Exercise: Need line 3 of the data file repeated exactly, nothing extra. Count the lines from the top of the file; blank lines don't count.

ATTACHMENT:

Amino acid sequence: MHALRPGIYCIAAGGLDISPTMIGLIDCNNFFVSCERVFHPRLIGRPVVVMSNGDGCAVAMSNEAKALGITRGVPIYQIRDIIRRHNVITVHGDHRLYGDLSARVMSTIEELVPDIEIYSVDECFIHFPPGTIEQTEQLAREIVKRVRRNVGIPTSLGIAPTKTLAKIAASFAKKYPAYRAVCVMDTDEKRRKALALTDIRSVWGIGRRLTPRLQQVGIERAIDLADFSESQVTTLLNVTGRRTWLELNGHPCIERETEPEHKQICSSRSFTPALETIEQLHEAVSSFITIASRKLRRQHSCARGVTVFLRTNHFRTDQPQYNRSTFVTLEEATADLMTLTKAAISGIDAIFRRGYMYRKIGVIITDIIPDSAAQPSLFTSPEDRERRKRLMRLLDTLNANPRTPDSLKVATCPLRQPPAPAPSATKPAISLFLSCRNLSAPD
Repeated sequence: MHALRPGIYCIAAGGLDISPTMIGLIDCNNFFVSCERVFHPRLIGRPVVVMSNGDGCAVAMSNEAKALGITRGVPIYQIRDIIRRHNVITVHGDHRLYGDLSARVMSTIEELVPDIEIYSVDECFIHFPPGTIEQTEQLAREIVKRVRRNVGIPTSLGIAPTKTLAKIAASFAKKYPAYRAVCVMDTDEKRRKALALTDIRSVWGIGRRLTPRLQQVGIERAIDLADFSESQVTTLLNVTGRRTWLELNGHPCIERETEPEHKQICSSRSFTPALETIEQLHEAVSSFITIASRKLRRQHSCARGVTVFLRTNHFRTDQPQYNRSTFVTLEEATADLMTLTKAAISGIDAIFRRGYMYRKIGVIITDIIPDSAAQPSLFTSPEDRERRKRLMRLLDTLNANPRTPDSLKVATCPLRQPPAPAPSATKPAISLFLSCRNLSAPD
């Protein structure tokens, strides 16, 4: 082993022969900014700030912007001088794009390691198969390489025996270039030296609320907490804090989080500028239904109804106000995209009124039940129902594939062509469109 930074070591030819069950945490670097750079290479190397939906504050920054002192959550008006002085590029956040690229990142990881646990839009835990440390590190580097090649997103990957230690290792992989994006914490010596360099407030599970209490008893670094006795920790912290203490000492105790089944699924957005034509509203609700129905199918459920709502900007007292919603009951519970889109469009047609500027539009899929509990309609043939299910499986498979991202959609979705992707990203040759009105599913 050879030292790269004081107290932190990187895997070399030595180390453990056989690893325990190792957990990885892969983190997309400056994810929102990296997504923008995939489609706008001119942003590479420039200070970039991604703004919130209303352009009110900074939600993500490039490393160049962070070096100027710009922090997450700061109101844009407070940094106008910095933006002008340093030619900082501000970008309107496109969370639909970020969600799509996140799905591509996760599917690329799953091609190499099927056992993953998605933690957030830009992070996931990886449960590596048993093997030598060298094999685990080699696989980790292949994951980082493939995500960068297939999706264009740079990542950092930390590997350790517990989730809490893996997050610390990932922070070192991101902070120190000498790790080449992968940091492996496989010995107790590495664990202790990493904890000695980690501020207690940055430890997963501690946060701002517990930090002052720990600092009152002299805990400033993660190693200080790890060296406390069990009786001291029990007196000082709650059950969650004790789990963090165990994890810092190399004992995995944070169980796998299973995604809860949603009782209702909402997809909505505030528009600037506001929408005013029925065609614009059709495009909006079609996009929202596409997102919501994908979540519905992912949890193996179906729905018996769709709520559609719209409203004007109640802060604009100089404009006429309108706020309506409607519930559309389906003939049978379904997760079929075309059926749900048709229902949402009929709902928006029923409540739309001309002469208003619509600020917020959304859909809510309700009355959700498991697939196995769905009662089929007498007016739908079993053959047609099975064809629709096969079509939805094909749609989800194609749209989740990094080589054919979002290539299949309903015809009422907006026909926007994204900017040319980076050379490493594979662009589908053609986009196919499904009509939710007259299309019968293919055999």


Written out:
């Protein structure tokens, strides 16, 4: 082993022969900014700030912007001088794009390691198969390489025996270039030296609320907490804090989080500028239904109804106000995209009124039940129902594939062509469109 930074070591030819069950945490670097750079290479190397939906504050920054002192959550008006002085590029956040690229990142990881646990839009835990440390590190580097090649997103990957230690290792992989994006914490010596360099407030599970209490008893670094006795920790912290203490000492105790089944699924957005034509509203609700129905199918459920709502900007007292919603009951519970889109469009047609500027539009899929509990309609043939299910499986498979991202959609979705992707990203040759009105599913 050879030292790269004081107290932190990187895997070399030595180390453990056989690893325990190792957990990885892969983190997309400056994810929102990296997504923008995939489609706008001119942003590479420039200070970039991604703004919130209303352009009110900074939600993500490039490393160049962070070096100027710009922090997450700061109101844009407070940094106008910095933006002008340093030619900082501000970008309107496109969370639909970020969600799509996140799905591509996760599917690329799953091609190499099927056992993953998605933690957030830009992070996931990886449960590596048993093997030598060298094999685990080699696989980790292949994951980082493939995500960068297939999706264009740079990542950092930390590997350790517990989730809490893996997050610390990932922070070192991101902070120190000498790790080449992968940091492996496989010995107790590495664990202790990493904890000695980690501020207690940055430890997963501690946060701002517990930090002052720990600092009152002299805990400033993660190693200080790890060296406390069990009786001291029990007196000082709650059950969650004790789990963090165990994890810092190399004992995995944070169980796998299973995604809860949603009782209702909402997809909505505030528009600037506001929408005013029925065609614009059709495009909006079609996009929202596409997102919501994908979540519905992912949890193996179906729905018996769709709520559609719209409203004007109640802060604009100089404009006429309108706020309506409607519930559309389906003939049978379904997760079929075309059926749900048709229902949402009929709902928006029923409540739309001309002469208003619509600020917020959304859909809510309700009355959700498991697939196995769905009662089929007498007016739908079993053959047609099975064809629709096969079509939805094909749609989800194609749209989740990094080589054919979002290539299949309903015809009422907006026909926007994204900017040319980076050379490493594979662009589908053609986009196919499904009509939710007259299309019968293919055999």